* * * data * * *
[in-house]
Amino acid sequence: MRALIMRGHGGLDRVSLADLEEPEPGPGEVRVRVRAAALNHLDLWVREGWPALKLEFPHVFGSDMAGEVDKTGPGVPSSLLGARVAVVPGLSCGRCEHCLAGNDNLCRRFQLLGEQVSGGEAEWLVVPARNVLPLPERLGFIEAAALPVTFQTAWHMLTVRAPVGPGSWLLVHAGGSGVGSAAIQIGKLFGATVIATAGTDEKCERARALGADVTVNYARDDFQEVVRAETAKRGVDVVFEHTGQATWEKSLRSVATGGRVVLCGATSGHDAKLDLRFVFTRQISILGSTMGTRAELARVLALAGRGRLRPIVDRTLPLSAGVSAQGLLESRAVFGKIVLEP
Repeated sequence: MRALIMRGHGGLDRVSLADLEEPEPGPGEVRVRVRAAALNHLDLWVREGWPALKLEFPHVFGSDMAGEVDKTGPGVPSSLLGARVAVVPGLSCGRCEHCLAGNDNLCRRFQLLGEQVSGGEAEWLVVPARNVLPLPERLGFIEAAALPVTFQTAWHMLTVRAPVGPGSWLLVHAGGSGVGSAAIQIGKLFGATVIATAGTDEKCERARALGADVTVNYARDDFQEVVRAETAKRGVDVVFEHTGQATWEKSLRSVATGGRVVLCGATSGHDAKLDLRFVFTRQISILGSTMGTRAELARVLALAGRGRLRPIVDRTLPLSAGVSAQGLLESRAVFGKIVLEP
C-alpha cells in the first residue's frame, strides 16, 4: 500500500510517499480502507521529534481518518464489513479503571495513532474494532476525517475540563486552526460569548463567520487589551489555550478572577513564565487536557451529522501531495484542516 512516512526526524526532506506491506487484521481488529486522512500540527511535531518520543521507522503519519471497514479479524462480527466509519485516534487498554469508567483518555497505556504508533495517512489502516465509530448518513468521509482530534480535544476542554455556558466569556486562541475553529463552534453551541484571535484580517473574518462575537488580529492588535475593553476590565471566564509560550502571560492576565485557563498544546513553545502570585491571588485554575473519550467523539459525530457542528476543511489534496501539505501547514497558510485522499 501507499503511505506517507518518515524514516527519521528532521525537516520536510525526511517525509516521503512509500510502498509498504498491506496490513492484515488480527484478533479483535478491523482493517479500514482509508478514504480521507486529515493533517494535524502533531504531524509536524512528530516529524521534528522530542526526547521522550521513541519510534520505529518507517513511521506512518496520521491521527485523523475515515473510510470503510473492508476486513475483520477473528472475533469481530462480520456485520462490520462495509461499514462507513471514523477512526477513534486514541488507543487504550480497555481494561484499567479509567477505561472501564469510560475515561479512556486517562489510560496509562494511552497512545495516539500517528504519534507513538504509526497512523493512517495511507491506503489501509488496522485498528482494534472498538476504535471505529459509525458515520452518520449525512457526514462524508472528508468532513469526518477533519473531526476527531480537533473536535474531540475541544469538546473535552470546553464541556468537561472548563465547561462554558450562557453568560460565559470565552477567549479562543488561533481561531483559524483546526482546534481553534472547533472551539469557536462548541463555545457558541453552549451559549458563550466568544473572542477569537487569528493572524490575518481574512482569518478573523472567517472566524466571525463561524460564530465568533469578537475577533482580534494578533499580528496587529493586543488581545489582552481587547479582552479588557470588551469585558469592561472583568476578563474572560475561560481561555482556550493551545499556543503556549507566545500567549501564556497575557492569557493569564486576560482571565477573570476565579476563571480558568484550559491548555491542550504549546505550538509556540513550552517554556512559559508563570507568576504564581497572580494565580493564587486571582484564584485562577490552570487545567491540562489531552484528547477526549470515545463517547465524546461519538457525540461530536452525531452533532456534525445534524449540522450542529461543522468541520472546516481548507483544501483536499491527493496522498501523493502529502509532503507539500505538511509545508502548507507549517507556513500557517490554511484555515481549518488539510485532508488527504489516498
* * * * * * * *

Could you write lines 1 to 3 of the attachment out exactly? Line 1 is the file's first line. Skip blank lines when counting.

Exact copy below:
[in-house]
Amino acid sequence: MRALIMRGHGGLDRVSLADLEEPEPGPGEVRVRVRAAALNHLDLWVREGWPALKLEFPHVFGSDMAGEVDKTGPGVPSSLLGARVAVVPGLSCGRCEHCLAGNDNLCRRFQLLGEQVSGGEAEWLVVPARNVLPLPERLGFIEAAALPVTFQTAWHMLTVRAPVGPGSWLLVHAGGSGVGSAAIQIGKLFGATVIATAGTDEKCERARALGADVTVNYARDDFQEVVRAETAKRGVDVVFEHTGQATWEKSLRSVATGGRVVLCGATSGHDAKLDLRFVFTRQISILGSTMGTRAELARVLALAGRGRLRPIVDRTLPLSAGVSAQGLLESRAVFGKIVLEP
Repeated sequence: MRALIMRGHGGLDRVSLADLEEPEPGPGEVRVRVRAAALNHLDLWVREGWPALKLEFPHVFGSDMAGEVDKTGPGVPSSLLGARVAVVPGLSCGRCEHCLAGNDNLCRRFQLLGEQVSGGEAEWLVVPARNVLPLPERLGFIEAAALPVTFQTAWHMLTVRAPVGPGSWLLVHAGGSGVGSAAIQIGKLFGATVIATAGTDEKCERARALGADVTVNYARDDFQEVVRAETAKRGVDVVFEHTGQATWEKSLRSVATGGRVVLCGATSGHDAKLDLRFVFTRQISILGSTMGTRAELARVLALAGRGRLRPIVDRTLPLSAGVSAQGLLESRAVFGKIVLEP